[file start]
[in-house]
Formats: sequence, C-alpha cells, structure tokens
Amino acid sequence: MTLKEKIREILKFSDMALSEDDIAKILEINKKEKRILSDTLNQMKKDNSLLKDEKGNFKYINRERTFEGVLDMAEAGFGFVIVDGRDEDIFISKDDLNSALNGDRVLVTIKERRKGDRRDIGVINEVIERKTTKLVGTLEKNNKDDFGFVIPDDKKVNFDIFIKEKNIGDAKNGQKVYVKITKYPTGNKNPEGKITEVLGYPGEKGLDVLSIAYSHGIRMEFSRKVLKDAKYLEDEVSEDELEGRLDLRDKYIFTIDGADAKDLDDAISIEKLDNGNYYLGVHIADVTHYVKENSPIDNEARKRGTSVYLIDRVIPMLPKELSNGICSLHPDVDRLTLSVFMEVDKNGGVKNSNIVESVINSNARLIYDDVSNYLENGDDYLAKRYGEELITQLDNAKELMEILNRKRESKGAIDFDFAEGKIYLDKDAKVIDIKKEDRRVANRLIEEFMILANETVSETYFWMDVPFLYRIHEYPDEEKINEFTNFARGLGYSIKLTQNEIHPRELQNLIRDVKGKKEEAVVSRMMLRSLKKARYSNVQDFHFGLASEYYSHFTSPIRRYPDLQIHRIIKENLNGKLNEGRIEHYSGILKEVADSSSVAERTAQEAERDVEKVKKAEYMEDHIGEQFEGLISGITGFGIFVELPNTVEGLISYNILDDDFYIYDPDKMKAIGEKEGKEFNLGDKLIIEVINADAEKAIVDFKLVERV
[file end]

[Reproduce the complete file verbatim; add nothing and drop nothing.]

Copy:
[in-house]
Formats: sequence, C-alpha cells, structure tokens
Amino acid sequence: MTLKEKIREILKFSDMALSEDDIAKILEINKKEKRILSDTLNQMKKDNSLLKDEKGNFKYINRERTFEGVLDMAEAGFGFVIVDGRDEDIFISKDDLNSALNGDRVLVTIKERRKGDRRDIGVINEVIERKTTKLVGTLEKNNKDDFGFVIPDDKKVNFDIFIKEKNIGDAKNGQKVYVKITKYPTGNKNPEGKITEVLGYPGEKGLDVLSIAYSHGIRMEFSRKVLKDAKYLEDEVSEDELEGRLDLRDKYIFTIDGADAKDLDDAISIEKLDNGNYYLGVHIADVTHYVKENSPIDNEARKRGTSVYLIDRVIPMLPKELSNGICSLHPDVDRLTLSVFMEVDKNGGVKNSNIVESVINSNARLIYDDVSNYLENGDDYLAKRYGEELITQLDNAKELMEILNRKRESKGAIDFDFAEGKIYLDKDAKVIDIKKEDRRVANRLIEEFMILANETVSETYFWMDVPFLYRIHEYPDEEKINEFTNFARGLGYSIKLTQNEIHPRELQNLIRDVKGKKEEAVVSRMMLRSLKKARYSNVQDFHFGLASEYYSHFTSPIRRYPDLQIHRIIKENLNGKLNEGRIEHYSGILKEVADSSSVAERTAQEAERDVEKVKKAEYMEDHIGEQFEGLISGITGFGIFVELPNTVEGLISYNILDDDFYIYDPDKMKAIGEKEGKEFNLGDKLIIEVINADAEKAIVDFKLVERV